Intellectual property is an invaluable asset for a biotechnology company, where a large percentage of operating costs go to research and development in hopes of creating the next big drug. This investment could easily be compromised when another firm encroaches on an invention by making a similar claim using "borrowed" technology in hopes of drug commercialization. Pluristem Therapeutics, Inc. (PSTI), with recent news of a major patent granted in the U.S. using placental cells to treat peripheral artery disease (PAD), an ischemic condition, faces this challenge with a competitor trying to do the same.
The instigator is Celgene Corporation (CELG), purveyor of thalidomide in its redesigned forms that has been lucky to avoid the scandal of birth defects in the cancer patients that take its drugs. In 2002, Celgene purchased Anthrogenesis, a New Jersey company banking cord blood that developed a way to recover stem cells from placental tissue. Renamed Celgene Cellular Therapeutics, this subsidiary is now conducting a Phase I, multicenter clinical trial to evaluate safety and efficacy of an intramuscular injection of human placental cells in patients with PAD. Sound familiar?
Ischemic disease creates obstacles to arterial blood flow and reduces blood supply to muscles and organs. Pluristem's broad patent language covers PAD and critical limb ischemia, for which it has two ongoing clinical trials, in addition to ischemia of the heart, brain and kidneys, and medical conditions involving cartilage, connective tissue, and bone. A lot of clinical bases are covered in this one important patent.
A search of Celgene's patent portfolio reveals intellectual property surrounding the recovery of stem cells from a human placenta after birth (its first in the subject technology, from 2006) and a later patent (issued in 2011) that's geared toward collection methods and using stem cells in assays and for transplanting. Nowhere is there mention of PAD, or any other therapeutic use. By contrast, Pluristem's newly-granted patent has language that clearly addresses several disease indications, including PAD, which Celgene does not, setting the stage for a possible patent fight.
The power of the placenta is fast becoming the method of choice in stem cell development. Besides Celgene, another contender is Osiris Therapeutics, Inc. (OSIR) which makes Grafix out of human placental tissue with commercial marketing of the material since 2010 in Canada and New Zealand for treating diabetic foot ulcers, acute and chronic wounds, and burns. Recently, 97 patients in an interim analysis of a larger study showed complete wound closure using Grafix compared to standard treatment - 62% versus 21%, respectively. Pipelines of the two companies, however, do not overlap much so potential patent infringement and future royalty arrangements are unlikely.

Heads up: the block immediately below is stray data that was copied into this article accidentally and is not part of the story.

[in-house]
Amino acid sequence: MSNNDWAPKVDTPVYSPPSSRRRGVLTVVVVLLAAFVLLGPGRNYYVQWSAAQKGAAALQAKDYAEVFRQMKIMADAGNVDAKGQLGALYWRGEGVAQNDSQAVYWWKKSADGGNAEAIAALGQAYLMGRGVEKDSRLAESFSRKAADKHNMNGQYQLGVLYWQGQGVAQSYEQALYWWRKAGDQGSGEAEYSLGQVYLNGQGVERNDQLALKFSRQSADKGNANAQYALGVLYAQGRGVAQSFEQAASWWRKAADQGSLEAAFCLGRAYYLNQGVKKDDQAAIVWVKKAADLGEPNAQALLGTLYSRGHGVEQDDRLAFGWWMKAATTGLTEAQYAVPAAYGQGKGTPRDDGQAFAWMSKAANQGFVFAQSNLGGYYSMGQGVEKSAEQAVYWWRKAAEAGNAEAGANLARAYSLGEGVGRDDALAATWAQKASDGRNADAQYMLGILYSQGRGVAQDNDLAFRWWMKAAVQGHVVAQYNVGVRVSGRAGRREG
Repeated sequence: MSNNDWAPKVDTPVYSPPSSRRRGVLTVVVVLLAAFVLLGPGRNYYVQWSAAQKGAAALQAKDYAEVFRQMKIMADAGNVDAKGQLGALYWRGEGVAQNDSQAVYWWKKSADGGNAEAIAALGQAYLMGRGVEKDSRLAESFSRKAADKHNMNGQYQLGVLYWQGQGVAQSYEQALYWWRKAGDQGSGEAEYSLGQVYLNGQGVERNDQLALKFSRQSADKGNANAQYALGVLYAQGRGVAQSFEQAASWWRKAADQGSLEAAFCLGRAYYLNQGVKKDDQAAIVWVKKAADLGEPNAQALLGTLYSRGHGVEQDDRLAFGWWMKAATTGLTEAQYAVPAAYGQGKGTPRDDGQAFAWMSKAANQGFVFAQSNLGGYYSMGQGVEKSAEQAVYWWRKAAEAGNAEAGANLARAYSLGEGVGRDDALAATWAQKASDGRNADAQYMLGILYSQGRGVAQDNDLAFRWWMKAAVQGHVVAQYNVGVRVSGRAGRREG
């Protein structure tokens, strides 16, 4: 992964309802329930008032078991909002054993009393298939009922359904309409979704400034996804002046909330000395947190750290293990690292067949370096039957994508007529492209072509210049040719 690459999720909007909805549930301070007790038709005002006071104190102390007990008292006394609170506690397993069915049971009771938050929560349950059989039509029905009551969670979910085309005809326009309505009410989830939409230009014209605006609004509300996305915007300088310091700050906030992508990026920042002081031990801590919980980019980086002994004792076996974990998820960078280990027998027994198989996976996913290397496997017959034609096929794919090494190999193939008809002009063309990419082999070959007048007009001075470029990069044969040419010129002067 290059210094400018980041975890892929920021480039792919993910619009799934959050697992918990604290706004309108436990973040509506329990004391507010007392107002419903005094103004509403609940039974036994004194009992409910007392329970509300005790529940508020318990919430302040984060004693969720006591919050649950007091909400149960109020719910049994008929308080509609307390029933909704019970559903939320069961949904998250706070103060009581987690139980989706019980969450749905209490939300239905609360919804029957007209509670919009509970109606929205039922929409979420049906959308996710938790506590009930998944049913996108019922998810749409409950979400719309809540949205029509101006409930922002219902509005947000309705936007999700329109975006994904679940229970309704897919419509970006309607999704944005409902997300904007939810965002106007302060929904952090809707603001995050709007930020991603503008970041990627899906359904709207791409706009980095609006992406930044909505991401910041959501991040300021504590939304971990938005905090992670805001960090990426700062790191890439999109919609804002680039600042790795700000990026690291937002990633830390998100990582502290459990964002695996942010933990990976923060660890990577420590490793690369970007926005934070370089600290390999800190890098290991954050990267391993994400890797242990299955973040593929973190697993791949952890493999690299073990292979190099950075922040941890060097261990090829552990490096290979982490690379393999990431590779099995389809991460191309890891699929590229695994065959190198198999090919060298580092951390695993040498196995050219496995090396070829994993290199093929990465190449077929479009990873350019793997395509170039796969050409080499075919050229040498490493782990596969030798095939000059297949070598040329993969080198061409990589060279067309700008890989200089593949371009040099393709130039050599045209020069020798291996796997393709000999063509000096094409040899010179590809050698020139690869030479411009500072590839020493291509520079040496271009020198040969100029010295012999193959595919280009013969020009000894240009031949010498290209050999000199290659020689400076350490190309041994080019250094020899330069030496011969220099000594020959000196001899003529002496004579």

As testimony to stem cell research and development achieving greater status, Novartis AG (NVS) just announced a licensing arrangement with privately-held Regenerex for access to its technology for kidney transplantation to augment in-house cell therapy platforms in blood cancers. As stem cell science becomes more mainstream, Pluristem's opportunities for corporate partnerships increase significantly.
Important to mainstreaming, especially for commercialization, is that manufacturing cell therapy products must be economical and consistent, something often lacking in biologic formulations trying to convert to a large scale. Pluristem has already achieved this, and more. The 3D matrix contained within its bioreactors replicate the composition of bone marrow, where cells can interact better in a favorable chemical environment. Pluristem holds exclusive patents and essentially has a monopoly on the expansion of mesenchymal stem cells in three dimensions, no matter where the cells come from. Companies like Osiris and Mesoblast Limited (MSB) are using less-optimal 2D technology and would be required to seek a licensing agreement from Pluristem should they want to transition out of the petri dish to industrial scale.
The biotechnology landscape, like that of larger pharmaceutical companies, is filled with cross-licensing when patents overlap each other. I believe Pluristem has a good chance, with its newly-granted intellectual property, of garnering such agreements, particularly from Celgene whose own patents represent a scatter-shot of collection methodologies with no concrete disease indications. Also, Pluristem is ahead of Celgene in PAD trials, a good time for both companies to talk.